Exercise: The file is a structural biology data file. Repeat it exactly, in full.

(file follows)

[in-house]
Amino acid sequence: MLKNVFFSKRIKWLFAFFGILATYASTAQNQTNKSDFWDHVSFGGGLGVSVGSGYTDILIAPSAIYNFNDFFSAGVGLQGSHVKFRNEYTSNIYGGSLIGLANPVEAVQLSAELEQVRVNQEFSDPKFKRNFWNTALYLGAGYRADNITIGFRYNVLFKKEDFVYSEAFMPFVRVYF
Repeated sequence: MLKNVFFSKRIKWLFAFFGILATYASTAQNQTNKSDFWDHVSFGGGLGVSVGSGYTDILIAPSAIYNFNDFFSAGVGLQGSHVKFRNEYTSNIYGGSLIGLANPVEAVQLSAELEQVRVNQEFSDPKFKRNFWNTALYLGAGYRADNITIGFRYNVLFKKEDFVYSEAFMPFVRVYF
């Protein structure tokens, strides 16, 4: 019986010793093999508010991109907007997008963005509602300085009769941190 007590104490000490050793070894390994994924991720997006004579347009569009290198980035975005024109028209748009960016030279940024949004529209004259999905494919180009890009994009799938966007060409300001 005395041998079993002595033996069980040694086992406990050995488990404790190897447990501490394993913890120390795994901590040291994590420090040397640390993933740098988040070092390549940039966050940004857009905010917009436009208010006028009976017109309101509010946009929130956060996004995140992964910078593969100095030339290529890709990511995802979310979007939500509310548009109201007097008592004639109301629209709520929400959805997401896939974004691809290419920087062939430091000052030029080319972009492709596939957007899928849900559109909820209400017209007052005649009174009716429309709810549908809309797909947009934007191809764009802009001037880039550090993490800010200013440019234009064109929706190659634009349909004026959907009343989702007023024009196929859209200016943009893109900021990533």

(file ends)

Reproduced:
[in-house]
Amino acid sequence: MLKNVFFSKRIKWLFAFFGILATYASTAQNQTNKSDFWDHVSFGGGLGVSVGSGYTDILIAPSAIYNFNDFFSAGVGLQGSHVKFRNEYTSNIYGGSLIGLANPVEAVQLSAELEQVRVNQEFSDPKFKRNFWNTALYLGAGYRADNITIGFRYNVLFKKEDFVYSEAFMPFVRVYF
Repeated sequence: MLKNVFFSKRIKWLFAFFGILATYASTAQNQTNKSDFWDHVSFGGGLGVSVGSGYTDILIAPSAIYNFNDFFSAGVGLQGSHVKFRNEYTSNIYGGSLIGLANPVEAVQLSAELEQVRVNQEFSDPKFKRNFWNTALYLGAGYRADNITIGFRYNVLFKKEDFVYSEAFMPFVRVYF
């Protein structure tokens, strides 16, 4: 019986010793093999508010991109907007997008963005509602300085009769941190 007590104490000490050793070894390994994924991720997006004579347009569009290198980035975005024109028209748009960016030279940024949004529209004259999905494919180009890009994009799938966007060409300001 005395041998079993002595033996069980040694086992406990050995488990404790190897447990501490394993913890120390795994901590040291994590420090040397640390993933740098988040070092390549940039966050940004857009905010917009436009208010006028009976017109309101509010946009929130956060996004995140992964910078593969100095030339290529890709990511995802979310979007939500509310548009109201007097008592004639109301629209709520929400959805997401896939974004691809290419920087062939430091000052030029080319972009492709596939957007899928849900559109909820209400017209007052005649009174009716429309709810549908809309797909947009934007191809764009802009001037880039550090993490800010200013440019234009064109929706190659634009349909004026959907009343989702007023024009196929859209200016943009893109900021990533």